Bullies. The bane of the educational system. Bullies come in all shapes and sizes, all ages, races and religions. And now Max has met one. Bullies are devious; they cajole, flatter and slash to those who are perceived as weak and without champions. We hear many excuses for bullies: "Kids will be kids"; "He didn't really mean it"; "I'm sure this was a one-time thing"; "He just wants to give him a gentle message"; "He really just wants friends"; "This is part of growing up." Well, if this is part of growing up, then I think we should rethink growing up.
Unfortunately, however, we are up against biology. Humans are an animal species, whether we want to admit it or not. We are really not that much different from the lion. An adolescent lion will start testing his strength against his brothers and sisters, in order to see where he will fall in the pecking order of the pride. We humans are the same, and you can see it happening on the playground.
Like lion cubs, children begin to badger each other early. Some of it is harmless teasing, and some of it is true bullying. But how can someone like Max, who faces severe social impairments, understand the difference between the two? As an adult without Asperger's, Kristina recognizes it after just a couple of episodes - but we can't expect Max to do the same. Kristina is correct in facing down the bully. Max's teachers have not yet picked up on the bullying, but as a mother protecting her cub, Kristina does so quite quickly.
Children need to learn that targeting others for ridicule or harm is not okay. Teachers need to watch for bullying behavior - especially when there is a child with Asperger's, autism or other social impairments involved. Placing a child with ASD in a socially charged environment without champions is like putting a lamb amongst the lions. Kristina cannot always be there to jump in and stop the bullying that Max will encounter, so several things should be done to protect him, including:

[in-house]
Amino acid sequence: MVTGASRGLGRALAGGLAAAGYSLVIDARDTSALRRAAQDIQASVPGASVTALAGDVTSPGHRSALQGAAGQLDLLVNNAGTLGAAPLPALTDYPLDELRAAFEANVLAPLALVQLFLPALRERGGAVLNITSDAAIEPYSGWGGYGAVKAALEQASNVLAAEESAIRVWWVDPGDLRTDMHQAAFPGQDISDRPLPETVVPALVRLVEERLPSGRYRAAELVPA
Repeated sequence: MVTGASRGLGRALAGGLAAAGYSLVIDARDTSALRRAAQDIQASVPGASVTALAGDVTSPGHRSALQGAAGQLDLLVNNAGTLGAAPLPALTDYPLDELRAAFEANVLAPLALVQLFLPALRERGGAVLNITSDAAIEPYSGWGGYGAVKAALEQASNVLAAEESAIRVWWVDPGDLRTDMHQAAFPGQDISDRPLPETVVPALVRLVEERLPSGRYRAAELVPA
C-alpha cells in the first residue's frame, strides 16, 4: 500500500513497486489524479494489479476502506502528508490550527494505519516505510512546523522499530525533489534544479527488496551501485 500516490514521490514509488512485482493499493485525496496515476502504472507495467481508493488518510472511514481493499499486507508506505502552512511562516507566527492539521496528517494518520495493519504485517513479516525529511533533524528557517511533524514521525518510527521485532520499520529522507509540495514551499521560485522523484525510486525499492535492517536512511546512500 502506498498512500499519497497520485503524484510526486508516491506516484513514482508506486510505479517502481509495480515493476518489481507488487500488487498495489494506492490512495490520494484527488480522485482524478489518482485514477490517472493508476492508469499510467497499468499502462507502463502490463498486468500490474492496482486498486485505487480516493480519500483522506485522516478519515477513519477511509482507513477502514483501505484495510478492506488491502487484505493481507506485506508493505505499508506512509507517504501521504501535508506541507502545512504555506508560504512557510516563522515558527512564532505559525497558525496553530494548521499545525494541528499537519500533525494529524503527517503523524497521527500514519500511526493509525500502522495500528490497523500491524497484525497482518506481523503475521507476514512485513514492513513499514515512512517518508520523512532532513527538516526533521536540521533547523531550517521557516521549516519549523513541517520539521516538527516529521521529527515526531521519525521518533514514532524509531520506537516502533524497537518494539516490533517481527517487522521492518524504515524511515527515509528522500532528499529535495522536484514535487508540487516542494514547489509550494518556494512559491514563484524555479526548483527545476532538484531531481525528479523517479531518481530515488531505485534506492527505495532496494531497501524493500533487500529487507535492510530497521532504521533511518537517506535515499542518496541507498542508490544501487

Teaching Max the skills and knowledge he'll need to recognize the power difference between "teasing" and "bullying." (Do you know the difference? For the sake of your child or student, research this!)
- - Setting up peer programs that provide him with buddies to protect him at recess.
- - Teaching him strategies to deflect bullies.
- - Letting him know whom to go to when he feels that he is being bullied.
- - Ensuring supervision during non-teacher directed times, like the playground, lunch, transitions, hall times and bathroom times. (But the supervision needs to be subtle and not interfere with the making of friends).
It is also important to recognize bullying behavior in children when they are young and testing the waters of power. When there is an early intervention, bullies can be turned into friends. But when they are not caught early, some incipient bullies will need counseling for the short term, and some for the long term. All should face real consequences.
It should be added that not all bullies are boys, though boys do tend to do more physical bullying. Girls can be just as destructive through emotional and psychological bullying. And now we have cyber-bullying, which can have the horrendous results seen in recent news stories.
Every year, we lose some children due to extensive and unrelenting bullying behavior. No child should grow up a victim of bullying behavior, period. Nipping it in the bud fast, as Kristina did, is exactly what should happen. Being (or even feeling) threatened and scared by people you interact with shouldn't happen anywhere - whether it is on the playground, in work place or even at home.
It may be a part of the power play that all in the animal kingdom face when growing up, but it doesn't have to rule our lives or destroy others' lives. Max, like almost all those with ASD, will need help, instruction and protection from bullies. No one should have to face down a lion alone.
Written by Sheila Wagner, M.Ed.